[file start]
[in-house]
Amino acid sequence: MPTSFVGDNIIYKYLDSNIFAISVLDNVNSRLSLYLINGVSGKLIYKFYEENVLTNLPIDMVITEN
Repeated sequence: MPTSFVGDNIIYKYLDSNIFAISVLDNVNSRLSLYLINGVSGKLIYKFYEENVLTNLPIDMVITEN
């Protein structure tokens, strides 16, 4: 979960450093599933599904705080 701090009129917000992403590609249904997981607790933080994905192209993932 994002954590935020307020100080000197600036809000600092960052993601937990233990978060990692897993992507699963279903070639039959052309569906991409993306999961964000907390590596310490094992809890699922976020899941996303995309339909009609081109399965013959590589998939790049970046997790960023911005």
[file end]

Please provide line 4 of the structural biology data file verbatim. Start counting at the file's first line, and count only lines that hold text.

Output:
């Protein structure tokens, strides 16, 4: 979960450093599933599904705080 701090009129917000992403590609249904997981607790933080994905192209993932 994002954590935020307020100080000197600036809000600092960052993601937990233990978060990692897993992507699963279903070639039959052309569906991409993306999961964000907390590596310490094992809890699922976020899941996303995309339909009609081109399965013959590589998939790049970046997790960023911005």